State senator Cecilia Tkaczyk, an outspoken opponent of hydrofracking, is proposing new legislation that would prohibit out-of-state drillers from disposing of fracking waste in New York State.
On Wednesday, Tkaczyk held a press conference about the proposed bill. In a prepared statement, Tkaczyk argues that if New York State is still on the fence about whether to allow hydrofracking, it doesn't make much sense for the state to accept toxic waste from Pennsylvania drill sites. From the statement:
Senator Tkaczyk’s bill would ban “the treatment, discharge, disposal, transportation or storage of high volume hydraulic fracturing waste products in New York State.” While this type of fracking is not currently being conducted in New York, landfills and treatment facilities in the state are accepting tens of thousands of tons of fracking waste from sites in Pennsylvania.
"It simply makes no sense that we would accept hazardous wastes from other states while we are working to determine the environmental impact fracking would have on New York,” Senator Tkaczyk said.
In a report that includes video from Tkaczyk's press conference, the Times Union's Casey Seller reports that Tkaczyk's bill is so new it does not yet have an Assembly sponsor.
The Daily Mail's Kyle Wind reports that the disposal of the hydrofracking waste produced by Pennsylvania's gas boom has become a pressing problem in several states:
Drilling sites crowd Pennsylvania’s northern border, and Sierra Club Atlantic Chapter Conservation Director Roger Downs said the state is running out of landfill space for their waste. Some bad experiences with liquid waste — which contains unknown chemical mixes used for drilling that are regarded as trade secrets — have led many Pennsylvania landfills to begin refusing it.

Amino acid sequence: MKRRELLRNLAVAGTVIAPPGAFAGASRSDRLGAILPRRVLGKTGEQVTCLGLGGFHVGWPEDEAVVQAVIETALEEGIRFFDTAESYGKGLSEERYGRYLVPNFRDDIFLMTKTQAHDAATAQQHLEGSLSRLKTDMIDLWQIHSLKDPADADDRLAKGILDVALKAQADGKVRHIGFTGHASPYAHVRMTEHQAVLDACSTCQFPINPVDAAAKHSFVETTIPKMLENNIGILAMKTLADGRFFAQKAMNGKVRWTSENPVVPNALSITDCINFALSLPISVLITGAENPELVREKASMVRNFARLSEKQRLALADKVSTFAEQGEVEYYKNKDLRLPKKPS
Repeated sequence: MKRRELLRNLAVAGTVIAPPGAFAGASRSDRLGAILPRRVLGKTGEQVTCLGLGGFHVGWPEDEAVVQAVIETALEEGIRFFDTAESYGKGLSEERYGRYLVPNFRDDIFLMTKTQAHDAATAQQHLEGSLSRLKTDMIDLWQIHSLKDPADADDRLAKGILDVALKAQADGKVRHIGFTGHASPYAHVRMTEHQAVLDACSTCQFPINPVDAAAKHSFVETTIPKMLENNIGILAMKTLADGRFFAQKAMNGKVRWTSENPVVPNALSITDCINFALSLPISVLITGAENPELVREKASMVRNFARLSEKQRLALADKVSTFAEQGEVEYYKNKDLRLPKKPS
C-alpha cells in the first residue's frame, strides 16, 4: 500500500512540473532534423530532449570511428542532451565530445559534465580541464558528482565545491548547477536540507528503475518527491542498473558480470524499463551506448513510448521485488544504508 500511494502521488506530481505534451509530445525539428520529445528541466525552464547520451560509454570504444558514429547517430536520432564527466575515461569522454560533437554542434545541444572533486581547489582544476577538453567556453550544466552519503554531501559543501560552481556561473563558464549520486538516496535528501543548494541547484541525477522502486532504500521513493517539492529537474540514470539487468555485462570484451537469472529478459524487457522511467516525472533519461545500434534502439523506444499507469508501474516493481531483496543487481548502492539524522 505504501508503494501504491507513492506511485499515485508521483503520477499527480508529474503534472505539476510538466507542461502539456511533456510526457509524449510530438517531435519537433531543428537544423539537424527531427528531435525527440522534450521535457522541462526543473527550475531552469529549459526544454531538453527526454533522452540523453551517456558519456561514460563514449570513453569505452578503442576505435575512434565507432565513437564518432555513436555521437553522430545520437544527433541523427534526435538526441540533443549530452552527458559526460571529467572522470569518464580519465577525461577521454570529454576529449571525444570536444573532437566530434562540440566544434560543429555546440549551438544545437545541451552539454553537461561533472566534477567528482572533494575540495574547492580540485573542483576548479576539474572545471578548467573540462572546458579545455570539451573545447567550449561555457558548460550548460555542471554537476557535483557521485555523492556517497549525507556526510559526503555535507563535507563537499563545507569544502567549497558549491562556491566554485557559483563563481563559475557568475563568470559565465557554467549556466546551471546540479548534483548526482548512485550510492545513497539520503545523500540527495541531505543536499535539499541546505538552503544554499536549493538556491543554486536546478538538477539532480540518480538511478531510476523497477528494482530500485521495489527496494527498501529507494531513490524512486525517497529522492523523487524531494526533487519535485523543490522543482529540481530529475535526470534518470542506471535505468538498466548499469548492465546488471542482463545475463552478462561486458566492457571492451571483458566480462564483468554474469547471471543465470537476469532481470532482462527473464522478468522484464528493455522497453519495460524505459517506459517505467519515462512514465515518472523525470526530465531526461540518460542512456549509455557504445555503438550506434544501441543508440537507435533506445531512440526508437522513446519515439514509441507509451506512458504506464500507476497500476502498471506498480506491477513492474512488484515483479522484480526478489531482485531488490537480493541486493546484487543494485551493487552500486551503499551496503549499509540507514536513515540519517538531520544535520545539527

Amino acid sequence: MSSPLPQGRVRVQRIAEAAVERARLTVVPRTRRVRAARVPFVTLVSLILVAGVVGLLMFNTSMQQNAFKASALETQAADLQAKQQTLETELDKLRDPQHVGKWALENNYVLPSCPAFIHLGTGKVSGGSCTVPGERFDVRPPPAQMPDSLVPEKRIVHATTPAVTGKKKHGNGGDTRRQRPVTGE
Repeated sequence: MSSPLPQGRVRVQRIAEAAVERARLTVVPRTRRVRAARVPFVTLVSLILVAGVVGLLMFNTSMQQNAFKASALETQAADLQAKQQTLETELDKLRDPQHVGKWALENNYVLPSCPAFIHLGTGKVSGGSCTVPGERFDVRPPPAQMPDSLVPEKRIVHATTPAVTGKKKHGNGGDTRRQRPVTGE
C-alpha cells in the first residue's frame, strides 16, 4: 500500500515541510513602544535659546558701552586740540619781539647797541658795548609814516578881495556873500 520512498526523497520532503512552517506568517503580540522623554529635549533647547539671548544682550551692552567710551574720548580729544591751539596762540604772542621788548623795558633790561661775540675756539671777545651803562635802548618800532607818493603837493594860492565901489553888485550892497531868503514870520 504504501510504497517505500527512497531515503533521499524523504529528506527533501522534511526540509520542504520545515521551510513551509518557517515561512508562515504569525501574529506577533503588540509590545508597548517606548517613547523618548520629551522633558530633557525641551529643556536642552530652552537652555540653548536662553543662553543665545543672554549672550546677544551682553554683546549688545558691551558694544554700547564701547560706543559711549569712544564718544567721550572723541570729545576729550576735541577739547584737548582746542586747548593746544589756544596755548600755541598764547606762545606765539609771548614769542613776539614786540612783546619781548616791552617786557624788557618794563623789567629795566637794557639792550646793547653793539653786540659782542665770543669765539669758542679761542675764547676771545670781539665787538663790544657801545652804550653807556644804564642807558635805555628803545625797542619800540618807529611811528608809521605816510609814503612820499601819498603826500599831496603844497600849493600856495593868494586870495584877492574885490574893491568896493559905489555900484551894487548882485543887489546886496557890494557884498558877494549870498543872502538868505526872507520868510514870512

“I think the industry has been scrambling to figure out where to send all their liquid waste,” said Downs. “A lot of it has been going to Ohio injection wells, some of it’s been coming to New York. But it’s very difficult to track, because in New York, once it hits the border, we’re not tracking it.”
The Independent Oil and Gas Association takes issue with Tkaczyk's claim that waste is under-regulated. From the Times Union:
James Smith, a spokesman for the Independent Oil & Gas Association, said that “the assumption that the lawful transportation and disposal of waste water is somehow a secret or an unregulated activity is absurd. Presenting this as some sort of crisis is irresponsible.”
Tkaczyk's 46th District includes Greene County and part of Ulster County.